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Winter 1988

Capitol Updates

Quote from the joint statement given by President Reagan and General Secretary Gorbachev following their summit meeting in Washington, D.C., December 1987

"Global Climate and Environmental Change Initiative. With reference to their November 1985 agreement in Geneva to cooperate in the preservation of the environment, the two leaders approved a bilateral initiative to pursue joint studies in global climate and environmental change through cooperation in areas of mutual concern, such as protection and conservation of stratospheric ozone, and through increased data exchanges pursuant to the U.S.-Soviet Environmental Protection Agreement and the Agreement between the United States of America and the Union of Soviet Socialist Republics Concerning Cooperation in the Exploration and Use of Outer Space for Peaceful Purposes.  In this context, there will be a detailed study on the climate of the future. The two sides will continue to promote broad international and bilateral cooperation in the increasingly important area of global climate and environmental change."

Letter to the Editor
The New York Times
Tuesday, January 12, 1988

The best-kept secret of the Reagan-Gorbachev summit - and potentially the most portentous of global well-being during the 21st century - was the agreement "to promote broad international and bilateral cooperation in the increasingly important area of global climate and environmental change." 

The world community of scientists, through the International Council of Scientific Unions, is developing an international cooperative effort to study global change in its broadest context. Scientists from all quarters of the earth, under chairmanship of Prof. James McCarthy of Harvard University, have been appointed to lead the effort.  More than a dozen national academies of science (including those of the United States, the Soviet Union, and China) have convened committees to provide the scientific and technological infrastructure.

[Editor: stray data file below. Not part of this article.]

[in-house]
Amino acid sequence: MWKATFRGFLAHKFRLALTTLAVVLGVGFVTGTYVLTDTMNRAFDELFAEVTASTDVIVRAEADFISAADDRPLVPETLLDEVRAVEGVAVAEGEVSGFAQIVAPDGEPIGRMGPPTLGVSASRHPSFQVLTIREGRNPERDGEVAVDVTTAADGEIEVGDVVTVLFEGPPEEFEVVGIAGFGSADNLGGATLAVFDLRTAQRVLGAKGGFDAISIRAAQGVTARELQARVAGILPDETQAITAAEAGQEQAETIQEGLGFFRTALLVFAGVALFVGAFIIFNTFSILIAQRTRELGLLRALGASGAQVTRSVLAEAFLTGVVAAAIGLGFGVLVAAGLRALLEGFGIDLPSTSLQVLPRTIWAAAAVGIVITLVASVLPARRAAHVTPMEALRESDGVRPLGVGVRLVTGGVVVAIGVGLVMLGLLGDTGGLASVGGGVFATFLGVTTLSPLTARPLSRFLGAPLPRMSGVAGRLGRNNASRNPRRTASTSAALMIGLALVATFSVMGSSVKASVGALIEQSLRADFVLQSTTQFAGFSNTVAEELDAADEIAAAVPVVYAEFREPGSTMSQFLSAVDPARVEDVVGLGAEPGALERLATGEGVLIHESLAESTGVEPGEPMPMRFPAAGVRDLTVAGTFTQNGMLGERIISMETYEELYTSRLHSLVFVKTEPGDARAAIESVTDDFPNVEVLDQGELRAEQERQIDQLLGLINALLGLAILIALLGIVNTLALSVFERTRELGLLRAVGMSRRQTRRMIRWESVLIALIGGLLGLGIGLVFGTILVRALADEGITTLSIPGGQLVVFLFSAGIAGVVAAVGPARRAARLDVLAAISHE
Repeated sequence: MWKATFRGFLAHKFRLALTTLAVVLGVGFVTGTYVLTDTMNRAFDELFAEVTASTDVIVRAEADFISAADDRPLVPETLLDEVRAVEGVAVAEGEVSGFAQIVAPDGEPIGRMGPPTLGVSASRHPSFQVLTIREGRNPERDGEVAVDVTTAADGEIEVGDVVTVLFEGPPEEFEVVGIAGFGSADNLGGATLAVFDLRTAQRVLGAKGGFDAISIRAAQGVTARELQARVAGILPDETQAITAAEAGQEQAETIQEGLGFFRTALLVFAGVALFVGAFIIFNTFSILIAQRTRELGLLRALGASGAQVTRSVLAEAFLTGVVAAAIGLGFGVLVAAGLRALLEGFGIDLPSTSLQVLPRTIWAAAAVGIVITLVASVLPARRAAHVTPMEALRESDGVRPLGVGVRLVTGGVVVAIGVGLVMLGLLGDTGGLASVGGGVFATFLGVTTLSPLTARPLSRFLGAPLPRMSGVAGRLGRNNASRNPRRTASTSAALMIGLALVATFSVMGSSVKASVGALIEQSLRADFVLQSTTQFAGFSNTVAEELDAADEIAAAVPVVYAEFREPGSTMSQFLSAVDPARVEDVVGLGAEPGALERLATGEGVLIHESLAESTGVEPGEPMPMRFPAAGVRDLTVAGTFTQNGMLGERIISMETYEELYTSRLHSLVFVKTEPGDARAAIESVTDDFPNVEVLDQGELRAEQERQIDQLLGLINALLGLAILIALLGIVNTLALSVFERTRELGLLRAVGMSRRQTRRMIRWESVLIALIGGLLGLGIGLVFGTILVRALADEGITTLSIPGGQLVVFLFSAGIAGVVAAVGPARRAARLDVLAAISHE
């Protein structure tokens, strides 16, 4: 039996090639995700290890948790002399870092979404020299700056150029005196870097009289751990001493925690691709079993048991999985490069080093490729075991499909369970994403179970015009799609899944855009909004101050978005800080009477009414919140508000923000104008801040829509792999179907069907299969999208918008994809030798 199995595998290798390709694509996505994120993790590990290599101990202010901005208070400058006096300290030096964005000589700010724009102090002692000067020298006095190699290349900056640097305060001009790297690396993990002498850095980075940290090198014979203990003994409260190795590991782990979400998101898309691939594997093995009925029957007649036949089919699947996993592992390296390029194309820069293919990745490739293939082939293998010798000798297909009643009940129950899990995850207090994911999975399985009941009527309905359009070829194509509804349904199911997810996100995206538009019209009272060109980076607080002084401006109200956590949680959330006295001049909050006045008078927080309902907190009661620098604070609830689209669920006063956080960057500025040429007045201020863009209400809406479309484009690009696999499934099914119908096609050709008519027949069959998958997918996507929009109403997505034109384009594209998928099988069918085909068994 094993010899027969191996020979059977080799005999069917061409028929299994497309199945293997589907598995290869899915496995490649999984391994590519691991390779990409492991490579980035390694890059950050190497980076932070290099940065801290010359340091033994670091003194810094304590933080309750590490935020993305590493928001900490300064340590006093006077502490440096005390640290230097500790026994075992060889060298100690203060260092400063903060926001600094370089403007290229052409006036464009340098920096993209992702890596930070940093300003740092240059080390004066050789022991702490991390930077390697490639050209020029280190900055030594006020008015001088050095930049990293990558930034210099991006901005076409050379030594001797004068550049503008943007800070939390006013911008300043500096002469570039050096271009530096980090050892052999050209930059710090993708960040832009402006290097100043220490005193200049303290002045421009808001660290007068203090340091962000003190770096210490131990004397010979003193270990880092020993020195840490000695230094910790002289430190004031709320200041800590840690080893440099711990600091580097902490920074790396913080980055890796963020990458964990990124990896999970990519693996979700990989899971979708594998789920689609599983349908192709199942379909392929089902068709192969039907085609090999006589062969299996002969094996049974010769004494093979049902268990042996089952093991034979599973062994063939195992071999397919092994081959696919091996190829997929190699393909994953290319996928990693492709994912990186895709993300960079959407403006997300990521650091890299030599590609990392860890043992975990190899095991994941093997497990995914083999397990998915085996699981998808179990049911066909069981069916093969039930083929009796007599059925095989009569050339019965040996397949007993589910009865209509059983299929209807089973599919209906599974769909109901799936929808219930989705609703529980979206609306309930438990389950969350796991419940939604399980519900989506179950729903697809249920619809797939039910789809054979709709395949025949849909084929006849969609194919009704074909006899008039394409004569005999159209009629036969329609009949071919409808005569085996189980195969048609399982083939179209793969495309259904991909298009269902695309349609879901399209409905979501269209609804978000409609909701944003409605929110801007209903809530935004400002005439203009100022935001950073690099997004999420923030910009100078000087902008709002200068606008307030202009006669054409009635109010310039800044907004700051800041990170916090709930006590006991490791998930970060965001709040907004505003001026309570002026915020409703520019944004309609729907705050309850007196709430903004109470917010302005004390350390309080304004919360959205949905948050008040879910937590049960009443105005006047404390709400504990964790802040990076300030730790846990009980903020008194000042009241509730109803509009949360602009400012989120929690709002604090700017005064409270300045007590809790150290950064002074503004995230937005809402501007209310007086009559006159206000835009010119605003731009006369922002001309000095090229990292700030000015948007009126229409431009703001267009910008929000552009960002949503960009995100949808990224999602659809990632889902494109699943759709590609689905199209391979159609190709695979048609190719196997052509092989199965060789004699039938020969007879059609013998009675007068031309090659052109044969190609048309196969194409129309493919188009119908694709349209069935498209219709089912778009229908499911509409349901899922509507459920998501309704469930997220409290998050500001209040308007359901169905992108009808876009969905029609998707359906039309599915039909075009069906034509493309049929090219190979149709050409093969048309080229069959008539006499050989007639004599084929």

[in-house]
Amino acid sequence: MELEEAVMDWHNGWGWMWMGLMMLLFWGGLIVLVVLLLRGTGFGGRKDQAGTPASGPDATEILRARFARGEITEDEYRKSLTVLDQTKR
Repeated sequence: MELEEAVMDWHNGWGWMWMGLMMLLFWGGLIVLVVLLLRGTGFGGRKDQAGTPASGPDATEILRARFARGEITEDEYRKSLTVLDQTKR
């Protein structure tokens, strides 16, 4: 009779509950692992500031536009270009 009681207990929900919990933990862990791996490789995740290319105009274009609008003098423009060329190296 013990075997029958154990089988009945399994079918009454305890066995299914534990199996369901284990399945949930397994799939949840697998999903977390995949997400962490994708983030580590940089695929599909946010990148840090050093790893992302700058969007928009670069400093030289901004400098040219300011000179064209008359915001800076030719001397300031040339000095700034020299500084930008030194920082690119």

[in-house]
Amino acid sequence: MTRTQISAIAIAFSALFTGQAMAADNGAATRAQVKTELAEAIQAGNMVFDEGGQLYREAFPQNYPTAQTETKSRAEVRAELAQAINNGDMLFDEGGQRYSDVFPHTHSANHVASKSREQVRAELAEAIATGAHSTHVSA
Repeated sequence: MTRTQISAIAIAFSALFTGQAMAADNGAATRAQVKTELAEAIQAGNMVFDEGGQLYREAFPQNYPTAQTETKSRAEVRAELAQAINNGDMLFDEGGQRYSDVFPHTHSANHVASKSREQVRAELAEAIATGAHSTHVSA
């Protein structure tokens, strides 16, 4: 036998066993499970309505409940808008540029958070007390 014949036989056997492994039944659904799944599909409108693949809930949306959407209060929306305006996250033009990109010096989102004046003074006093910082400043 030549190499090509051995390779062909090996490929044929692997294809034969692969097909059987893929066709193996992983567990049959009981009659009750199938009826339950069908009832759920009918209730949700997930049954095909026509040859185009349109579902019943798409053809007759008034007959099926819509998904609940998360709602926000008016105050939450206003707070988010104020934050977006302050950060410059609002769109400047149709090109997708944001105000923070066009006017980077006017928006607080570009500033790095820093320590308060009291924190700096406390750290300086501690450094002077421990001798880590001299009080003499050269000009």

The program, conceived before the discovery of the Antarctic "ozone hole", will address that issue and other threads to the global environment. At stake is the continued robustness of the thing film of air, water, plants, and soil through which biogeochemical cycling provides the life-support system to sustain an expanding world population.  

This inherently international and intrinsically interdisciplinary program will bring to bear on questions of the structure and metabolism of planet earth the talents of thousands of natural and social scientists in industrialized and developing countries. The program will unleash wizardry of computers, communications and modern technology, the power of global observations from space satellites and  the reservoir of knowledge about the earth that is the heritage of the international geophysical years and successor programs.  

An exciting adventure of the human mind and spirit is in prospect. It has powerful implications for society - including the capacity to replace the specter of fear for the planet's future with a vision of hope in an increasingly interdependent world. This part of the summit statement is an encouraging sign that a political will to go ahead is emerging. It is a good omen in an otherwise troubled, endangered and uncertain world.

Thomas F. Malone
President Elect, Sigma Xi
The Scientific Research Society
New Haven, Connecticut
January 1, 1988 
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